The Top 10 Call Center Scheduling and Staffing Buzzwords
Are you familiar with these terms?Â These areÂ very essential in any call center operations environment. Â Here are the top 10 call center scheduling and call center staffing buzzwords:
- Workforce optimization (WFO) technology brings together and reports on many different functions within the enterprise – from the call center to the back office. A WFO suite typically includes tools for workforce management, quality monitoring, liability recording, coaching and eLearning, performance management, surveying and speech analytics. WFM tools make scheduling of agents and agent monitoring more efficient.Â
- Â Shrinkage is a measure of how much time is lost in the call center to things like vacation, breaks, lunch, holidays, sick time and training. Often defined as a percentage, it is calculated by first defining what will be included and then defining how much time is needed for these things.
- Erlang B is a modeling formula used in call center scheduling. It can estimate the number of employees needed in any given call center and the number of trunks needed to handle calls during a one-hour period. The formula can be used to calculate either busy hour traffic (BHT), blocking or lines if you know or predict the other two.Â Â
- Erlang C is a modeling formula used in call center scheduling to calculate delays or predict wait times for callers. The formula is based on three factors: the number of call center agents providing service, the number of callers waiting and the average amount of time it takes to serve each caller.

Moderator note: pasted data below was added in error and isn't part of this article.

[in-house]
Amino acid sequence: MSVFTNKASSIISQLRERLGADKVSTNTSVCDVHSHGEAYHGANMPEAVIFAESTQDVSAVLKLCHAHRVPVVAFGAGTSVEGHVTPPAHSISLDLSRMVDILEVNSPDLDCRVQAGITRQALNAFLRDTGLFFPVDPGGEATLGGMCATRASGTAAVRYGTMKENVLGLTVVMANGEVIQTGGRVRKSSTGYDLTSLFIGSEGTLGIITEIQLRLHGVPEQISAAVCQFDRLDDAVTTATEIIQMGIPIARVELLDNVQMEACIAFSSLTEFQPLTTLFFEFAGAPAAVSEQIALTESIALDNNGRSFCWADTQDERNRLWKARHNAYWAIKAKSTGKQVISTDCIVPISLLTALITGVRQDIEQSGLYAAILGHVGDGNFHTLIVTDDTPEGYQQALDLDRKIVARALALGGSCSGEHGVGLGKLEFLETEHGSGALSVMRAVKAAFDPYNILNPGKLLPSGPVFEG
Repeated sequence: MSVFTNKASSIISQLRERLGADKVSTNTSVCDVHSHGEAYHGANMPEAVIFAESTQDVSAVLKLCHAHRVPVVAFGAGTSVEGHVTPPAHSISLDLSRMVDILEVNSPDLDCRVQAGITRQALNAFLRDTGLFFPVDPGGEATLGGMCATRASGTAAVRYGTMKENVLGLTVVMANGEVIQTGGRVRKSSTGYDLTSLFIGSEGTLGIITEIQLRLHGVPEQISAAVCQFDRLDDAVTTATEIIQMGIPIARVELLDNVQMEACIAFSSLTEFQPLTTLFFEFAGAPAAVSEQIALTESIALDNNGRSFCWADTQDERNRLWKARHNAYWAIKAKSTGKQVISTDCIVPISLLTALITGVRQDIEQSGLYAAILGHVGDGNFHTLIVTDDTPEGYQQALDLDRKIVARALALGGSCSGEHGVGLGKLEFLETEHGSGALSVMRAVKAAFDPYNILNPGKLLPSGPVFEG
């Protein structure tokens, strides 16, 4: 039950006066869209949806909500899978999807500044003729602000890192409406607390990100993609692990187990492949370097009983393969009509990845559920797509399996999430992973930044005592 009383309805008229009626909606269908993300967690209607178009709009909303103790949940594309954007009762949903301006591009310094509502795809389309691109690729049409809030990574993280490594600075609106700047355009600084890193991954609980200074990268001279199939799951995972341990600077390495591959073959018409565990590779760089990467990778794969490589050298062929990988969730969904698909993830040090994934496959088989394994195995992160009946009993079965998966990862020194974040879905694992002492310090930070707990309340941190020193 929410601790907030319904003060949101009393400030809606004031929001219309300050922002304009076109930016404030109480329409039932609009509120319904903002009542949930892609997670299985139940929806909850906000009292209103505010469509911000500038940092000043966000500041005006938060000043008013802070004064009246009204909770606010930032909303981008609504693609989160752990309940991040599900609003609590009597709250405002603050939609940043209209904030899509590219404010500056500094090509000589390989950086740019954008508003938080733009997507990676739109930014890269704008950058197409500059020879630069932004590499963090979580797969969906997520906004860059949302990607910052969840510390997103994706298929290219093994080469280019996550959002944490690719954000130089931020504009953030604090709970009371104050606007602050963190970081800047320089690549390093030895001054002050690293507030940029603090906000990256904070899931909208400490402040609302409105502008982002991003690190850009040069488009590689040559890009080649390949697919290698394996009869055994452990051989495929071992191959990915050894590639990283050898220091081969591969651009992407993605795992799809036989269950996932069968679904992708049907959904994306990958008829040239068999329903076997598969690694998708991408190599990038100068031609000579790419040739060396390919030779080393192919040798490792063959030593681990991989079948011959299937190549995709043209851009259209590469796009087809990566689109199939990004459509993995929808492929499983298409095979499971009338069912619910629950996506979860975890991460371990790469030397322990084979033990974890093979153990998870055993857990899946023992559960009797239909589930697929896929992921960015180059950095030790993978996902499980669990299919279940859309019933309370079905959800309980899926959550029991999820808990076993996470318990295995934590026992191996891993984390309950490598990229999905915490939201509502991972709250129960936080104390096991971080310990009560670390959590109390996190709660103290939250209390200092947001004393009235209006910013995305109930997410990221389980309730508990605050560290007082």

- An automatic call distributor (ACD) is a telephone facility that manages incoming calls based on the number called and a database of handling instructions. ACDs are often used to validate callers, forward calls, make outgoing calls, gather user statistics and provide other services.Â
- A trunk, or line, is designed to handle many signals simultaneously and connect major switching centers in a communications system. The data transmitted can be voice, data, computer programs, images, video or control signals.
- Auxiliary time refers to the time a call center agent is unavailable but not working on any contact-related task. Auxiliary time can be tracked with codes that indicate how the agent’s time was spent. Call center agents may abuse this time if they do not have a target in this area, and some companies have policies in place requiring agents to log out only once per day, at the end of their shift, so unavailable time can be tracked.Â
- A 24-7 call center is always running, and scheduling can be very complex. Many 24-7 call centers use remote agents, contract help and shift roation to cover the additional hours. WFM applications can be helpful when it comes to shift creation for a 24-hour call center operation.
- Call volume refers to the amount of calls that come into a call center. Call volumes fluctuate throughout the day and many factors can impact volumes. Predicting call volume is an important part of call center scheduling.
- The call center night shift can be very difficult for call center agents. Many agents have found that the best way to deal with the night shift is to get into a routine by establishing set working hours, sleeping hours and “everything else” hours. It often takes a number of weeks to adjust to the new schedule, but most call center agents say the night shift works for them as long as they stick to their routine. In addition, many night shift agents request extra work to fill the off-peak hours when things are very quiet.Â (TechTarget.com)